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S&P 500: Fed dashes hopes for ‘santa rally’

The S&P 500 was pulled back after the US Federal Reserve’s latest policy decision.

This benchmark index for US blue-chip stocks is currently testing support around the psychologically-important 4,000 mark, also where the 38.2% Fibonacci level from this year’s peak-to-trough decline currently resides.

Immediate resistance can be found at the S&P 500’s 200-day simple moving average (SMA).S&P 500: Fed dashes hopes for ‘santa rally’

 

What did the Fed say and do?

  1. The US central bank hiked its benchmark interest rates by 50-basis points, as expected, raising the upper bound of the Fed’s rates range to 4.5% at present.
    This latest 50-bps adjustment is smaller than the larger 75bps hikes at each of the Fed’s past four policy meetings, marking a downshift in the Fed’s ongoing battle against inflation.
     
  2. The Fed’s “dot plot”, which contains forecasts by each FOMC member for US interest rates, point to a median rate of 5.125% in 2023.
    That’s 50-bps higher than their September dot plot which forecasted a median rate of 4.625% for 2023.
     
  3. Fed Chair Jerome Powell once again harped on the notion that he and his colleagues at the FOMC have to keep sending US interest rates even higher before declaring that the battle against inflation has been won.

 

However, other segments of global financial markets are still massively doubting the Fed’s hawkish intentions.

  • Fed funds futures, which are the market’s forecasts for where they think US interest rates will end up, expect rates to peak at 4.87% by May 2023.
    That suggests merely one, no more than two, more 25-bps hikes over the coming months, before the Fed starts to move its benchmark rates back lower to help offset a potential US recession.
     
  • The US dollar, as measured by the benchmark dollar index DXY, is rising on the back of the Fed’s latest hawkish message.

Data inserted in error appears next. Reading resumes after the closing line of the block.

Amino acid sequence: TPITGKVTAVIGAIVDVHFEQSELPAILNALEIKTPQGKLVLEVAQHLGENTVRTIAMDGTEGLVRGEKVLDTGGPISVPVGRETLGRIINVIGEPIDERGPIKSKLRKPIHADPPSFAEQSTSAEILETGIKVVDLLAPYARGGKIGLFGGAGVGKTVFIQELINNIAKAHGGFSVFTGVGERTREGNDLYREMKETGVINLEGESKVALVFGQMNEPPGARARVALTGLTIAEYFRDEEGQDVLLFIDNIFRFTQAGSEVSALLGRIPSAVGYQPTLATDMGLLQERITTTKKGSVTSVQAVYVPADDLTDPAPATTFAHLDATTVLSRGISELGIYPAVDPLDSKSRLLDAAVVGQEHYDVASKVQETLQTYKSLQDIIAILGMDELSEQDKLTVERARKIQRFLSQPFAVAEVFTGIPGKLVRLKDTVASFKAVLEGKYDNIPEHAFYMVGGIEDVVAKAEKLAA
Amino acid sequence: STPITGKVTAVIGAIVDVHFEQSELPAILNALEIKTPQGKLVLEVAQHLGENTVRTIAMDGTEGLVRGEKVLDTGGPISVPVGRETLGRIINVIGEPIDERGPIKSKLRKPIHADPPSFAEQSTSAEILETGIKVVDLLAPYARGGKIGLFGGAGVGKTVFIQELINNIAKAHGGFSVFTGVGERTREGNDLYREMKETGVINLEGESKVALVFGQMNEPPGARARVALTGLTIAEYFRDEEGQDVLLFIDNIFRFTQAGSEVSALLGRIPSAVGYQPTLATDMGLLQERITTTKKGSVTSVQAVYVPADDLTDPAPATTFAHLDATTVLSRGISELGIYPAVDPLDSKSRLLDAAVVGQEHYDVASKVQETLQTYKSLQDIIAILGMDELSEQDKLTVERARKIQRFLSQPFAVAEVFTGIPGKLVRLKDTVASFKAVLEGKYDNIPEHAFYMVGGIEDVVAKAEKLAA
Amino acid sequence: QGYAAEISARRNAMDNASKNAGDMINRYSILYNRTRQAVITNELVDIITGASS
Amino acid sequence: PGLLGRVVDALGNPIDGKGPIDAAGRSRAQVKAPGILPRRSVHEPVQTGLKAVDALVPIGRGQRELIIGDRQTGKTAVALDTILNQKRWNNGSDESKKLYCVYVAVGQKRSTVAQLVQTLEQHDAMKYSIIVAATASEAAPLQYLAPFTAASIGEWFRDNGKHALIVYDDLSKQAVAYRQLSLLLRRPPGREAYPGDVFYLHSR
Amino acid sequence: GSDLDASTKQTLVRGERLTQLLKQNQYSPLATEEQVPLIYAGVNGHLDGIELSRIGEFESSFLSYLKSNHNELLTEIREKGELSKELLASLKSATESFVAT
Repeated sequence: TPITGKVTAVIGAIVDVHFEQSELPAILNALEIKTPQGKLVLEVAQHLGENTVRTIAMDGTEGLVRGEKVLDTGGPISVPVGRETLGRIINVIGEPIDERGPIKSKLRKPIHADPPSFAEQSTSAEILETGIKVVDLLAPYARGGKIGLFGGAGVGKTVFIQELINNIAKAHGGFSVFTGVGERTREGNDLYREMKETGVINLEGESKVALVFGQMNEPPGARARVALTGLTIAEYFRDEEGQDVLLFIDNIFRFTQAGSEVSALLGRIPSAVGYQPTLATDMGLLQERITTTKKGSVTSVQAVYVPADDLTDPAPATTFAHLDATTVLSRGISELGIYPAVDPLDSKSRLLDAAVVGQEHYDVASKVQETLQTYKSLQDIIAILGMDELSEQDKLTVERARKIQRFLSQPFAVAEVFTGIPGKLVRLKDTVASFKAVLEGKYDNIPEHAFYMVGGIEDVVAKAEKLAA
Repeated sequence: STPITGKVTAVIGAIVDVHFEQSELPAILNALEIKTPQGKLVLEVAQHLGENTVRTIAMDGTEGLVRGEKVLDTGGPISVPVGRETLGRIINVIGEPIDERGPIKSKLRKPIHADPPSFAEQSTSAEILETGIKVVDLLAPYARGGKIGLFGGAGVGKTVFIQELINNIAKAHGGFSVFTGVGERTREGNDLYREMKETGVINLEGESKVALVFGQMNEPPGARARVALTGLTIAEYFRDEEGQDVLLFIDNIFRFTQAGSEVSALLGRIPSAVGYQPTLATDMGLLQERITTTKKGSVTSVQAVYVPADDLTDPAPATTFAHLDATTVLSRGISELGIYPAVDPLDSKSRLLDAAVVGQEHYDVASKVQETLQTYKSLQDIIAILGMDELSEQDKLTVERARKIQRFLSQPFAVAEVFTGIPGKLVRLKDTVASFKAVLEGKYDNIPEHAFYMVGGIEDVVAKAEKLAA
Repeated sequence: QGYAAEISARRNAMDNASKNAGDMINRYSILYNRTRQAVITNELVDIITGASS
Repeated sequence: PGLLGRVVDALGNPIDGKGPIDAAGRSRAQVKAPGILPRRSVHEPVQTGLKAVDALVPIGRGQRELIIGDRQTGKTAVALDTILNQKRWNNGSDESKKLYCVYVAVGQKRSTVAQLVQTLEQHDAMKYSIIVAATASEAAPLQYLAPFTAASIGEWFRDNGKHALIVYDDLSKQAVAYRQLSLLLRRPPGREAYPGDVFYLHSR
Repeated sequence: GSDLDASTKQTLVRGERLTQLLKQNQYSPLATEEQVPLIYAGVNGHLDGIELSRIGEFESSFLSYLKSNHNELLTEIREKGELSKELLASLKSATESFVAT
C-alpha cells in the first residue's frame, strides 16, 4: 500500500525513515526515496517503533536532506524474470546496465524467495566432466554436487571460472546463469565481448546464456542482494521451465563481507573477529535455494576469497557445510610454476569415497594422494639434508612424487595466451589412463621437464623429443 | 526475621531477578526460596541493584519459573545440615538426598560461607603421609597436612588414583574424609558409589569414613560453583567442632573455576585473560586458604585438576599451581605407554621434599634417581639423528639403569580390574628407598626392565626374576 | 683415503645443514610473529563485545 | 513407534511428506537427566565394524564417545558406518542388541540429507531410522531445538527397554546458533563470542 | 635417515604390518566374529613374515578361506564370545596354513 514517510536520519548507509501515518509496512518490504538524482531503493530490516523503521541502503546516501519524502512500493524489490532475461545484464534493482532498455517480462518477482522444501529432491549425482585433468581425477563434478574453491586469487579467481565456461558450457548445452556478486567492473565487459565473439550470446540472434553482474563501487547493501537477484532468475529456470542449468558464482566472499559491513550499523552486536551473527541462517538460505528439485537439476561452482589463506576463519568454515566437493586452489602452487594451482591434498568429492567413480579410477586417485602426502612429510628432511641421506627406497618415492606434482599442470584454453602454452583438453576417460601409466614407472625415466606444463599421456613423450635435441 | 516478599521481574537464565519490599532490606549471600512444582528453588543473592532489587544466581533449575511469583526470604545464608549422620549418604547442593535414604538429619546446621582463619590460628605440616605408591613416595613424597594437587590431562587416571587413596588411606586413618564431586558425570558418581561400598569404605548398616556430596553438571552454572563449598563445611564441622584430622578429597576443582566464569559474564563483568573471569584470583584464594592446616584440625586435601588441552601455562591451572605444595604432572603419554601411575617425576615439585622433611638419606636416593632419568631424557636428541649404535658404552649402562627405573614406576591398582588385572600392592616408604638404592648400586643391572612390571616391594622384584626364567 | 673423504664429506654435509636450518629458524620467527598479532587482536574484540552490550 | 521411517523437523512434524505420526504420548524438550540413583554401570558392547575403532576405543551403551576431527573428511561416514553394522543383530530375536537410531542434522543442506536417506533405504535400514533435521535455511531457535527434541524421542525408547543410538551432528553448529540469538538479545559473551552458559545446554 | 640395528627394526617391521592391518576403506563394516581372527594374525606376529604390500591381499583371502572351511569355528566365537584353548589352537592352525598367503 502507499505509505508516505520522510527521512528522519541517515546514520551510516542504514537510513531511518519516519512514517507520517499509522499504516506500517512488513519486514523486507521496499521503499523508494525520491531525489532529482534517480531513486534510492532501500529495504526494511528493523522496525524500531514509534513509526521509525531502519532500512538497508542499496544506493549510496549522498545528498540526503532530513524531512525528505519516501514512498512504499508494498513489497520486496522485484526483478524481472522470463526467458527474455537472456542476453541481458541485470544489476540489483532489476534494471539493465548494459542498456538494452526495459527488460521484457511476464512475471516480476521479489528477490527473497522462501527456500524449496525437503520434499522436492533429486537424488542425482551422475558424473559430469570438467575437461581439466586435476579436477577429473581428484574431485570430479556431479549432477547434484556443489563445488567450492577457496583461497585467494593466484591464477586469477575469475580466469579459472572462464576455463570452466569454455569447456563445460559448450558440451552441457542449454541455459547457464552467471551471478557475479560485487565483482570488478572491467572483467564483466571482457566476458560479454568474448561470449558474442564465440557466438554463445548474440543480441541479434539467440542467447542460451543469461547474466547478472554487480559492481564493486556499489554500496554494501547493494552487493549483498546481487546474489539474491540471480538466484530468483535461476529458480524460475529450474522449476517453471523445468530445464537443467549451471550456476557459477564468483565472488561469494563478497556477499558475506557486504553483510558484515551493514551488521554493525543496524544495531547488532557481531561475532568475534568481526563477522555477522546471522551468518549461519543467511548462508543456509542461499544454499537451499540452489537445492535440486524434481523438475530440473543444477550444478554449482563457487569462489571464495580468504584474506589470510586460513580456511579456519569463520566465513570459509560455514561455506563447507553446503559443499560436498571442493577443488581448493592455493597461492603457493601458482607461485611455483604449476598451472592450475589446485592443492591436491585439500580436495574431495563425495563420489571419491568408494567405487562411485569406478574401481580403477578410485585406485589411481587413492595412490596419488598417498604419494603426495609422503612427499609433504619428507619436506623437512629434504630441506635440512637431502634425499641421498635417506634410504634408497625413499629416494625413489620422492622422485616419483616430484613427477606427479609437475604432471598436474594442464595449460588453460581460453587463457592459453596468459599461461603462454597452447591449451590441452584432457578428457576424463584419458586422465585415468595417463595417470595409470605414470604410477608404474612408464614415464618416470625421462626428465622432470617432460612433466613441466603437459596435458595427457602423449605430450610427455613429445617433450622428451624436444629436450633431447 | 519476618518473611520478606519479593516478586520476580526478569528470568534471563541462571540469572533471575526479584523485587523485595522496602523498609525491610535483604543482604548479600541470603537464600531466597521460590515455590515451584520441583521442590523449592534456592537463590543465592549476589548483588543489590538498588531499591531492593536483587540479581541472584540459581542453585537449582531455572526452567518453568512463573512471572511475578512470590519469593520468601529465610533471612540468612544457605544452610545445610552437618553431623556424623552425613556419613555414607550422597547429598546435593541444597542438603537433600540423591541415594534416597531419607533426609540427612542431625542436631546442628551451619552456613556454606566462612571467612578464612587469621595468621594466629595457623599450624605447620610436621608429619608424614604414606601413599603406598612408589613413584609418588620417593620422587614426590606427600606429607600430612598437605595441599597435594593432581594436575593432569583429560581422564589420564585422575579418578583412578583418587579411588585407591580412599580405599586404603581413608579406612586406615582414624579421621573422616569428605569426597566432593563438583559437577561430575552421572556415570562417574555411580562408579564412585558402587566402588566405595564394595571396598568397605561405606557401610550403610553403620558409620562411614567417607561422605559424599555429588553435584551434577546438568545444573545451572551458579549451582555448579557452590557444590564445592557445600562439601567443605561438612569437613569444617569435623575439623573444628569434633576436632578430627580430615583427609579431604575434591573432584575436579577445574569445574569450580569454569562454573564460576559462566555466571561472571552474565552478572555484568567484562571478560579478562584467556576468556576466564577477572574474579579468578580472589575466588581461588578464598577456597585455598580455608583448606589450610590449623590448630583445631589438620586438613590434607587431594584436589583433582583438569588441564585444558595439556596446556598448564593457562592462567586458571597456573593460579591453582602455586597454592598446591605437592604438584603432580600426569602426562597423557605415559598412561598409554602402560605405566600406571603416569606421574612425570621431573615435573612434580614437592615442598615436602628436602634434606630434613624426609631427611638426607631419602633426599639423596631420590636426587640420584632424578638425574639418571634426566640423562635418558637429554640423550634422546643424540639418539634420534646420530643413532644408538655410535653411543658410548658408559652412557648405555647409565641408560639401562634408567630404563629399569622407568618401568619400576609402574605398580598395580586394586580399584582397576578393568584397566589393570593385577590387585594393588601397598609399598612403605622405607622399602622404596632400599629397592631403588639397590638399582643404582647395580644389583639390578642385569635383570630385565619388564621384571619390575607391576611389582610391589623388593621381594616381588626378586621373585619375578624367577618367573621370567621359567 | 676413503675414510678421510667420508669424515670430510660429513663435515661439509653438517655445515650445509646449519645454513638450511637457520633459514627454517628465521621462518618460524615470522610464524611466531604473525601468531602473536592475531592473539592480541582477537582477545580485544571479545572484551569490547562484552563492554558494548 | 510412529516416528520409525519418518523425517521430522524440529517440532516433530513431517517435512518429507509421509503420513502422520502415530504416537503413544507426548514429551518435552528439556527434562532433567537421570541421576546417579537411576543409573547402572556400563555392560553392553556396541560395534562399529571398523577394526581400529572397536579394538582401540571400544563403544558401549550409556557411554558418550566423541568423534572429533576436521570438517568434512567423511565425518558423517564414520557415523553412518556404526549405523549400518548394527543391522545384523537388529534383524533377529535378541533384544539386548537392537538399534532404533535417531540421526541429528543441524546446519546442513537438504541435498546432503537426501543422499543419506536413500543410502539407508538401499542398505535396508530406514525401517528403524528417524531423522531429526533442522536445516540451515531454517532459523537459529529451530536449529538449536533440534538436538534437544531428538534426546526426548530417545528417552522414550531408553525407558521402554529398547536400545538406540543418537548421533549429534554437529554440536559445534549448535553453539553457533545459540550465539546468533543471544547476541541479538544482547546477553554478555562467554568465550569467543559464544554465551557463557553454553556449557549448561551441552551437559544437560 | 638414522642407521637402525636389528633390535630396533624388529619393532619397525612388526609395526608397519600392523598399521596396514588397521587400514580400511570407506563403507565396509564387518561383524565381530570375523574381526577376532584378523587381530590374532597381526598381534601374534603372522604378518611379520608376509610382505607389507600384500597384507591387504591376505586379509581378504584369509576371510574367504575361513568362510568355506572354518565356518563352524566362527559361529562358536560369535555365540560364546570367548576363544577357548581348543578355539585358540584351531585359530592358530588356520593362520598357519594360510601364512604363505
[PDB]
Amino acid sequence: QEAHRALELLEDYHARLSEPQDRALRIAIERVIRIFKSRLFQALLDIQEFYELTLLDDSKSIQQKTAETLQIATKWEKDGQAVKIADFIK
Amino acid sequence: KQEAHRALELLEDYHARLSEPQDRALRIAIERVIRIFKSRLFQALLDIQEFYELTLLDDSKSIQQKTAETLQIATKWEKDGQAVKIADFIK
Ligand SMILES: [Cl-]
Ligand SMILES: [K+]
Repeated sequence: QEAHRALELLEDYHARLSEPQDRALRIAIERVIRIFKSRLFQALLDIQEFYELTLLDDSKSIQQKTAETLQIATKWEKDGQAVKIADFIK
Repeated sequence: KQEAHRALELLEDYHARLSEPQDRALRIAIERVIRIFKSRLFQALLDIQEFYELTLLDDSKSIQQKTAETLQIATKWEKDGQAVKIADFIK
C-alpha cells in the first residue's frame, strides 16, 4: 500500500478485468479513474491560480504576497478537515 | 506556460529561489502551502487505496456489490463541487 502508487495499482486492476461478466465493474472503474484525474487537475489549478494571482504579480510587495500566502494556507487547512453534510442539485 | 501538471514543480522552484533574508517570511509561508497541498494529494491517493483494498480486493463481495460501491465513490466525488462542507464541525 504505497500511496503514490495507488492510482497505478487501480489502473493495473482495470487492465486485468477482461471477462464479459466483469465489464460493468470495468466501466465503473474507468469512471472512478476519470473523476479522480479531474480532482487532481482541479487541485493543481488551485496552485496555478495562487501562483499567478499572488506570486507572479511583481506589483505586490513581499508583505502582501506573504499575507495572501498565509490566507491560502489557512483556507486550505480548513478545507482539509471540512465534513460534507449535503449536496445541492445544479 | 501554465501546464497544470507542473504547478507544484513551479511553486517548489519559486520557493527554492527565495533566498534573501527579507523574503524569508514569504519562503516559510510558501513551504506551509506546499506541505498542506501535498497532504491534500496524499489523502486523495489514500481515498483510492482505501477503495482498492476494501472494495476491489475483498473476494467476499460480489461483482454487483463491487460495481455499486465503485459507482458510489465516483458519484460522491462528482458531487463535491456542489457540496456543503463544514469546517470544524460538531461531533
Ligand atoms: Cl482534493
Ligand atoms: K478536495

But for proper context, the DXY is still more than 9% lower from its multi-year high registered in late September.
    Dollar bulls (those hoping the prices will move higher) are clearly reluctant to send the greenback soaring, as they continue to anticipate the Fed’s eventual pivot, especially with a US recession all but certain in the second half of 2023.

US dollar bolstered by Fed's hawkish message

 

Stocks pay limited heed to Fed’s hawkish messaging

In recent past, investors and traders have been culpable of hearing only what they want to hear, fixating on the Fed’s eventual pivot rather than Chair Powell’s reluctance to prematurely end the central bank’s rate hike campaign.

Hence the S&P 500’s gains since October alongside gold prices, as the US dollar faltered in recent months.

However overnight, it looks like markets are being slightly more prudent, at least pausing to digest Chair Powell’s latest comments, as opposed to completely disregarding it.

The S&P 500 has now unwound all of its gains since the cooler-than-expected US inflation data released earlier this week which bolstered perhaps premature hopes that the Fed is warming up to the idea of lowering interest rates once more.

Such price action has all but dashed hopes for the “santa rally” = gains in US stocks typically occurring around the year-end period.

To be fair, the S&P 500 did come tantalisingly close to a bull market, with the rally from mid-October’s trough to this week’s post-CPI peak standing at 18.66%, just shy of that 20% threshold which denotes a new bull market.

 

Year-end season may still see sharp moves for S&P 500

Despite the year’s major fundamental catalysts now behind us, the S&P 500 could still see big swings between now and year-end.

This is likely to be more a case of the expected thinned-out liquidity over the final two weeks of 2022, which may exaggerate any moves in the S&P 500. After all, most traders and investors are set to pay a lot less heed to global financial markets, focusing instead on the year-end revelry.

 

S&P 500: Key support and resistance levels

  • Further declines for the S&P 500 may bring the 3920-3930 region into immediate focus, being a key support region for several episodes since May.
    This is also around where its 100-day SMA currently lies.
     
  • However, a greater appetite for risk between now and year-end could see bulls attempting to claw its way back above the psychologically-important 4,000 mark and also its 200-day SMA. Which currently resides at 4023.9.
    Resistance levels further afield can be seen at the recent peaks at 4105.6 (early December) and 4144.2 (post-CPI).

 

Ultimately, in order to meet the textbook criteria for a “bull market”, the S&P 500 has to climb above the 50% Fibonacci level at 4156.2 and also conquer the 20% mark (from its October low) at 4191.12.

 

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